35. 35. 7: ‘Competition’ www.nsmcentre.org.uk www.nsmcentre.org.uk
  36. 36. ‘Competition’ Spotting the competition? Often seen in simplistic terms: ‘the goodies’ ‘the baddies’ Less about a specific company and much more about what is being offered to people… fun/pleasure/enjoyment/taste/ affordability/speed/convenience However those trying to promote different positive behaviours (aka ‘the goodies’) can also be ‘the competition’ CB-S 2006 www.nsmcentre.org.uk
  37. 37. ‘Competition’ our messages repo rt do viole mestic nce safer sex HIV/Aids e phy xercise sica l ac / tivit y get child immunised gs & avoid dru l ho limit alco im cla my attention ? e ring th e helplin !’ hi nk ‘T road eed sp ty don’t safe e ri v nk d ri rt n’t d repo e ly do af e ds crim a ro ’ ss rat ro c a t on ‘ra t re t a x u rn don’ t s smoke use NRT www.nsmcentre.org.uk its nef be ay’ 5 -a - d t & v e g ‘ frui resh eat f park & ride ‘the environme nt’: conserve energ y & recycle u se p tran ublic sp o vote rt vo lu nt ee r
  38. 38. ‘Competition’ mus everyday life ! adu l / m thood atu rity com pute r ga mes excitement ic mobile phones n/ ugs for fu d take dr stere & get pla drink hair, nails, complexion / ars es c ik nce ie torb ven mo con ng n taki / sk ratio ri a ed ssed r hil t c su / ex d ee pee str ise / s tw ee str sex internet / riends f l life socia my attention ? peer approval rs , b u rg e s, crisp ce food eat n venie c on st uy late b clothes available time / boredom sugar / swee ts you th club smoke www.nsmcentre.org.uk fa m som ilie for ethin child s & g not ren hi n g
  39. 39. turity dulthood / ma a mobile ife HIV/Aidsocial l phones safer sex s report domestic s/ d its ien benef eg fr violence m provaluit & v usi peer ap h fr sex com intern laim c c s exe et put t fre rc phy ea s, sica ise / er ga ay’ u rg e r -d ,b me l ac ‘5-a eat crisps ce food s tivit y i en nven excitement co st uy late b get child fun / enjoyment park clothes & ride immunised my available time / take drugs for fun / attention boredom drink & get plastered ‘the environme ? nt’: avoid drugs & conserve energ y limit alcohol satisfaction sug & recycle hair, nails, ar / rs / s you ca ike’ sw e th complexion torb k! ets club ed encemo Thin fety vote u se ’t sp donvenie rive ‘ d sa p fa m a som tran ublic con drink dg il ro sp o n’t takin afely n for ethin chi ies & d / ed rt do isk e ss smoke r ldre g not r oad s ratio vo t c su n h e lu ta x i n g s r xhila tre se / e s nt use ros / e don’ t c re t t’ ee w i cr i m t a u rn r a r tree NRT t eed smoke sp s s or on p ‘rat re happiness pleasure ‘Competition’ www.nsmcentre.org.uk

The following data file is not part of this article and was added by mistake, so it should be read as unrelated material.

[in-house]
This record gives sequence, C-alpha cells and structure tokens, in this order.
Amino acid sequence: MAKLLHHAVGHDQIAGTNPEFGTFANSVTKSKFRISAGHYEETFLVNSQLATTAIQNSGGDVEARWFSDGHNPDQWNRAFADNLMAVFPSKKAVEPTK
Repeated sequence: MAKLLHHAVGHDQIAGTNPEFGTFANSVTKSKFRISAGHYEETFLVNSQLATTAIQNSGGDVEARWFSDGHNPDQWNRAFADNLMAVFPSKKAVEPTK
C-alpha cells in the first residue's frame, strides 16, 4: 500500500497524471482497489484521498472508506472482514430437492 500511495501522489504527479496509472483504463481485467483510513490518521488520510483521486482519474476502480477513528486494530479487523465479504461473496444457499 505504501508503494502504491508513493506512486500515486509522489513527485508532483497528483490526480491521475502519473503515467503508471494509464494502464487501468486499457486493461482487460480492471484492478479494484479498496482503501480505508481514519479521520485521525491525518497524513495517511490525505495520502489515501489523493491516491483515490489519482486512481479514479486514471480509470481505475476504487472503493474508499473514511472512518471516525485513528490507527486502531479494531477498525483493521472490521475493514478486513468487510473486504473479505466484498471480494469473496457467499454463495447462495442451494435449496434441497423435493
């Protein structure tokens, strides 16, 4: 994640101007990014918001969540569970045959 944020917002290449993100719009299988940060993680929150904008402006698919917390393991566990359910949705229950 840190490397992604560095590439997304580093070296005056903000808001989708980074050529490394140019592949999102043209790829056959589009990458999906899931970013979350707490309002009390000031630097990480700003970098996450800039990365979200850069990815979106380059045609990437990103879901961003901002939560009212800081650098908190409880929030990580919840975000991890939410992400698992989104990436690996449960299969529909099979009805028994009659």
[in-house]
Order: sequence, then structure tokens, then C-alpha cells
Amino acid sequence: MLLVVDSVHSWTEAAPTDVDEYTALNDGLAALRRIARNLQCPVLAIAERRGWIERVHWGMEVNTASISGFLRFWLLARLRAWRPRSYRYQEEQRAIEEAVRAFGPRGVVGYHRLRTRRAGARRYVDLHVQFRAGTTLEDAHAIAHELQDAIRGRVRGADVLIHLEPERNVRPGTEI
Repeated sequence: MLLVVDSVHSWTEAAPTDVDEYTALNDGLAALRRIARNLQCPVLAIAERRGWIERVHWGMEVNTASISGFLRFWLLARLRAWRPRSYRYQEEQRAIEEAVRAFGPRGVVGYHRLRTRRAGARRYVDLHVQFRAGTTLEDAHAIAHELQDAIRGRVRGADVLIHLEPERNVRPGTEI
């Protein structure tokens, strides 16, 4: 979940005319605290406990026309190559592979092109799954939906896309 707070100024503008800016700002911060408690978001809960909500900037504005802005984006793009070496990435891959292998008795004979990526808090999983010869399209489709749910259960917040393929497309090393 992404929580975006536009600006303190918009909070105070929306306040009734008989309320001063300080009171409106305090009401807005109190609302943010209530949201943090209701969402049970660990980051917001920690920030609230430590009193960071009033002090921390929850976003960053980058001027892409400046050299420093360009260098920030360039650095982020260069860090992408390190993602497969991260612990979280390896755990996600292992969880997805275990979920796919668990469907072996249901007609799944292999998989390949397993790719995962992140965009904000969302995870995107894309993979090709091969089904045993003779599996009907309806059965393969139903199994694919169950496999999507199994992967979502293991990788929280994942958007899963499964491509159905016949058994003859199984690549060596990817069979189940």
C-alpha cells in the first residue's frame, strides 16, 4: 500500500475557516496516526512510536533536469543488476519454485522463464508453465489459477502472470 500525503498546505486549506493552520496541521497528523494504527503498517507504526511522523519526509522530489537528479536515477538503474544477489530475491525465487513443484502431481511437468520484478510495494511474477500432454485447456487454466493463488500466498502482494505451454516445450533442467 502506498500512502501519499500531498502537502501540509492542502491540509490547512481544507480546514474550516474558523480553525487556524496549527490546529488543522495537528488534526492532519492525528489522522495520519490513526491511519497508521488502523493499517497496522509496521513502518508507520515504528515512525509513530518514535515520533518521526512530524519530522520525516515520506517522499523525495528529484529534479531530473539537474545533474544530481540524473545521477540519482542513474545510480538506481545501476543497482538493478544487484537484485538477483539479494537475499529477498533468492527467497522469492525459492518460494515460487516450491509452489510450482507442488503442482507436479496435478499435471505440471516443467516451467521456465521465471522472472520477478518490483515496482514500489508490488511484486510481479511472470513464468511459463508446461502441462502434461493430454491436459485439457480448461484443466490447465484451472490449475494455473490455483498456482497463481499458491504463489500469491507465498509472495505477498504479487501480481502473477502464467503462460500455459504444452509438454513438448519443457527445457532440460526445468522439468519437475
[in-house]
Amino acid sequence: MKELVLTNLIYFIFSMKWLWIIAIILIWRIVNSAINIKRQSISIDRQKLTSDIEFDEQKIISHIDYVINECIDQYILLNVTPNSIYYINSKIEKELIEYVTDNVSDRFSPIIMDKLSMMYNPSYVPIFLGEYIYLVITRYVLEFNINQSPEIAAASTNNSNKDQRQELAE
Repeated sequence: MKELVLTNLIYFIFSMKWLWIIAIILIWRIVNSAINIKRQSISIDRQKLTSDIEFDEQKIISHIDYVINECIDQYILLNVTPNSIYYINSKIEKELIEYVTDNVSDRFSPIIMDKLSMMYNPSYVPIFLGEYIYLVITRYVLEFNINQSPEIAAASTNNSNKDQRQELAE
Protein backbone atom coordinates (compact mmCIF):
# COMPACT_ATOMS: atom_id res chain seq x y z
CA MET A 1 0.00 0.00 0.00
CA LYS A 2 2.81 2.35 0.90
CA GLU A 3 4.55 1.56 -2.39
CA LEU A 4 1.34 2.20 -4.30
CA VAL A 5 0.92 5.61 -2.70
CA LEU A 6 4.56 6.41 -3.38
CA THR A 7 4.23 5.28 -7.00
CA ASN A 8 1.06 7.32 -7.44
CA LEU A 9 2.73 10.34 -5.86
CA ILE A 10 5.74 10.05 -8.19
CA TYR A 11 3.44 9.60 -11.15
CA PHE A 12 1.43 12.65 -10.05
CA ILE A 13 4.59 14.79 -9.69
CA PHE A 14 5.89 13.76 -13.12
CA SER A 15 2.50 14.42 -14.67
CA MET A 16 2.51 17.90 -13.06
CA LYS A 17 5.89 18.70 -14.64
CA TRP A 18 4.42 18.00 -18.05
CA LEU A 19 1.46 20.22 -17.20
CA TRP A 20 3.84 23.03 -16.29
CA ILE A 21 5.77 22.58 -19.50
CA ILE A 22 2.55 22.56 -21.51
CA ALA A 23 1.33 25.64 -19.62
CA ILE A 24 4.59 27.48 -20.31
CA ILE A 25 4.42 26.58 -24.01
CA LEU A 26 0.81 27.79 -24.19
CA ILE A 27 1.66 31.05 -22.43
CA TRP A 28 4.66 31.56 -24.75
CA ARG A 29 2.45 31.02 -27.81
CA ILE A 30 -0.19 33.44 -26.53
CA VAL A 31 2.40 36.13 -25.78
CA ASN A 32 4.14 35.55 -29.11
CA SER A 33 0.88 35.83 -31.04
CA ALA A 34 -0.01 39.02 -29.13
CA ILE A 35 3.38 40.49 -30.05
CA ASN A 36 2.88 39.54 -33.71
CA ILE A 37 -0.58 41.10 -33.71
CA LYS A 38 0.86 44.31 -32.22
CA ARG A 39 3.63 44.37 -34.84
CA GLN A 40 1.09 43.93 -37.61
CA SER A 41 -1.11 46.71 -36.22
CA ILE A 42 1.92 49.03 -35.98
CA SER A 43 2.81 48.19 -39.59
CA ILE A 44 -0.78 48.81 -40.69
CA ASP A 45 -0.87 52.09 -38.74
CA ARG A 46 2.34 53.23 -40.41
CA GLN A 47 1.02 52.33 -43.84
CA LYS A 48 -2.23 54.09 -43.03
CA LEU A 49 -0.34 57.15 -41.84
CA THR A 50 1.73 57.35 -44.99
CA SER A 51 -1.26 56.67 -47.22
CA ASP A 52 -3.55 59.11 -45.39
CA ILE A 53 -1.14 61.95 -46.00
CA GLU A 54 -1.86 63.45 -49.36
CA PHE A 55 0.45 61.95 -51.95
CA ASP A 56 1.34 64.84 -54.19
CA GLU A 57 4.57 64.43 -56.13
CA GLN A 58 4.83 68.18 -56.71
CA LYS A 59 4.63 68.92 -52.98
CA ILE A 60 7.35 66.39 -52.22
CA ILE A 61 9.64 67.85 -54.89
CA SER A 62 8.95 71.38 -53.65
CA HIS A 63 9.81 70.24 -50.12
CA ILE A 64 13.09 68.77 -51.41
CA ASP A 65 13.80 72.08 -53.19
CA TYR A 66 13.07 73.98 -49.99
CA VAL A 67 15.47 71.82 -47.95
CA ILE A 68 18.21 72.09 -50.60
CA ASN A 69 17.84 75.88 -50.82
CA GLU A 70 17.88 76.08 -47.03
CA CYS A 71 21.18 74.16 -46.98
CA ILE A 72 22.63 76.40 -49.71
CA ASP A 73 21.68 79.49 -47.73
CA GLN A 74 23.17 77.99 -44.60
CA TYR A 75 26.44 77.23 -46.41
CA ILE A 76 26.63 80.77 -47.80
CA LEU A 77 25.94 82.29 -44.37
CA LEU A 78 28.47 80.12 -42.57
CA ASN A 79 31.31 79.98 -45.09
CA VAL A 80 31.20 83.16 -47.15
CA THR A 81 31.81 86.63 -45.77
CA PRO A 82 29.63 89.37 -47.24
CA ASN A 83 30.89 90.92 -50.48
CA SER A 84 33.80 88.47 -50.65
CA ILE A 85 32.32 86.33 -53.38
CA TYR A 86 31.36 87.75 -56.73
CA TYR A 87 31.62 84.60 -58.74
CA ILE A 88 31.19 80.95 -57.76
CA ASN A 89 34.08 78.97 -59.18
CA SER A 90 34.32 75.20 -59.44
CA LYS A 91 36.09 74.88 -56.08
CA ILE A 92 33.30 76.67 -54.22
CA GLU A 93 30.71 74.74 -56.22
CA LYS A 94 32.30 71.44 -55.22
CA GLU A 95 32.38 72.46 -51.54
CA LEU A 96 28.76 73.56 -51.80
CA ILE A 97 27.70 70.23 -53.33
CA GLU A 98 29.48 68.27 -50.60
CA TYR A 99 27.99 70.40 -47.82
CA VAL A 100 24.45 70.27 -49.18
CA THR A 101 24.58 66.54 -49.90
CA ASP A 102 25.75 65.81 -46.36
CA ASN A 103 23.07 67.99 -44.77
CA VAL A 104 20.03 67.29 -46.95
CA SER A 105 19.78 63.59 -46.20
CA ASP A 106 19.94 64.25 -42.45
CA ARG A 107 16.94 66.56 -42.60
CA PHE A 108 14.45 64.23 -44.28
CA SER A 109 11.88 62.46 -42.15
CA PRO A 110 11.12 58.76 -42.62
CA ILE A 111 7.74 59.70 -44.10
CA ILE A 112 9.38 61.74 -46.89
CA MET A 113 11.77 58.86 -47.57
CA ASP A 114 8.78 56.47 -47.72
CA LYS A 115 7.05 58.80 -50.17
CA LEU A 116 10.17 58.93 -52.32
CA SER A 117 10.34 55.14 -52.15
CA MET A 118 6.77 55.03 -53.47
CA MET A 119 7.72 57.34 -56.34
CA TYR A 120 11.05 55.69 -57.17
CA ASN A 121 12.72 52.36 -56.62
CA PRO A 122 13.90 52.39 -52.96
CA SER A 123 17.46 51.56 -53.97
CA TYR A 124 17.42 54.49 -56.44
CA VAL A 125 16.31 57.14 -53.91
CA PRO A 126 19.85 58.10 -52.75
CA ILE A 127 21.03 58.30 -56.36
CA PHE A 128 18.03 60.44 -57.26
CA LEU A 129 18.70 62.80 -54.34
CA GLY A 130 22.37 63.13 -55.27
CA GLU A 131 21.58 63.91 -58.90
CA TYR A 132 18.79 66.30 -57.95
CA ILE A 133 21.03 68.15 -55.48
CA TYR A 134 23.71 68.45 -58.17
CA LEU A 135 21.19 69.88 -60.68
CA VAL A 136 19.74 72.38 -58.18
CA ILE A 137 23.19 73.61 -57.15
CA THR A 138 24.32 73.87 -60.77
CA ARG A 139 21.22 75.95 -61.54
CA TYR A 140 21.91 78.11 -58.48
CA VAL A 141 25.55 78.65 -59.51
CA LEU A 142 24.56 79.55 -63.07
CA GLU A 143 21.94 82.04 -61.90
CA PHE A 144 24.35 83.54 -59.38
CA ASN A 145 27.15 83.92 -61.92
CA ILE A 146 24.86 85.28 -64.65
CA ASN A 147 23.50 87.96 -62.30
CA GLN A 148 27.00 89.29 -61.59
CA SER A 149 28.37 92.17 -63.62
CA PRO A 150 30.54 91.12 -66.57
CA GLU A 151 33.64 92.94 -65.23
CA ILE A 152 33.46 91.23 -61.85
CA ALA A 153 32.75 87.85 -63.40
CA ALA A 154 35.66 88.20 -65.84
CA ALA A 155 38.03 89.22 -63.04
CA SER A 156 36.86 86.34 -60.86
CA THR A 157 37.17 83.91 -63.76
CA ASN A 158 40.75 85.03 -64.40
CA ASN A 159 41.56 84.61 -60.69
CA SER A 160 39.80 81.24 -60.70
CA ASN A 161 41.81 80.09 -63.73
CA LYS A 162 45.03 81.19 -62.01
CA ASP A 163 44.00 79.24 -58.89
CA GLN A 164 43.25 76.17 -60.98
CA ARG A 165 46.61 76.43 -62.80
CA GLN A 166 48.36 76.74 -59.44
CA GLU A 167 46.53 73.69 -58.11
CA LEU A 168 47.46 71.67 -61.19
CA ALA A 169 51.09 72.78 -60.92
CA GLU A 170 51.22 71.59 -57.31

40. 40. Key attributes of Social Marketing 1: BEHAVIOUR & BEHAVIOURAL GOALS 2: CUSTOMER UNDERSTANDING / RESEARCH 3: THEORY BASED & INFORMED 4: ‘INSIGHT’ 5: ‘EXCHANGE’ 6: ‘COMPETITION’ 7: SEGMENTATION 8: INTERVENTION & MARKETING MIX National Benchmark Criteria www.nsmcentre.org.uk
  41. 41. 8: ‘Exchange’ theory The exchange of resources or values between two or more parties with the expectation of some benefits www.nsmcentre.org.uk www.nsmcentre.org.uk
  42. 42. COSTS www.nsmcentre.org.uk
  43. 43. A balancing act costs benefits www.nsmcentre.org.uk
  44. 44. A balancing act 1: Giving up smoking 2: Immunisation 3: Condom use 1: Loss of enjoyment 1: Saves me money 2: Fear of doing harm 2: Peace of mind that my child is protected 3: Lost of ‘the moment’ 3: Free from risk of pregnancy costs benefits www.nsmcentre.org.uk
  45. 45. Example Going for a Mammogram • Fear of finding cancer • Offer counselling • Going to the hospital • GP surgeries • Waiting for the results • Reduce wait time • Finding a parking place • Provide adequate parking costs benefits www.nsmcentre.org.uk
  46. 46. The Stacker Quad Burger “We’re satisfying the serious meat lovers by leaving off the produce and letting them decide exactly how much they can handle” “A typical buyer isn’t driving in there with a BMW and an expense account. They’ve got a couple of bucks in their pocket and their big objective is to get full” Denny Marie Post Chief Concept Officer Burger King “Healthy eating is more a state of intention than it is of action” Burger King “We listened to consumers who said they wanted to eat fresh fruit – but apparently they lied.” “Anti fast-food backlash” Wendy’s Spokesperson Research – plenty of it! • Industry monitoring • Social climate monitoring • Consumer research • Family shopping behaviour www.nsmcentre.org.uk
  47. 47. Key attributes of Social Marketing 1: BEHAVIOUR & BEHAVIOURAL GOALS 2: CUSTOMER UNDERSTANDING / RESEARCH 3: THEORY BASED & INFORMED 4: ‘INSIGHT’ 5: ‘EXCHANGE’ 6: ‘COMPETITION’ 7: SEGMENTATION 8: INTERVENTION & MARKETING MIX National Benchmark Criteria www.nsmcentre.org.uk
  48. 48. 9: Ethical considerations www.nsmcentre.org.uk www.nsmcentre.org.uk
  49. 49. Road Crew 17% fall in alcohol related crashes Self sustaining & cost effective www.nsmcentre.org.uk
  50. 50. Thank you working to realise the potential of effective social marketing 20 Grosvenor Gardens, London, SW1W 0DH www.nsmcentre.org.uk Phone: 0207 881 3045 Fax: 0207 730 5851 Email: nsmc@ncc.org.uk Website: www.nsmcentre.org.uk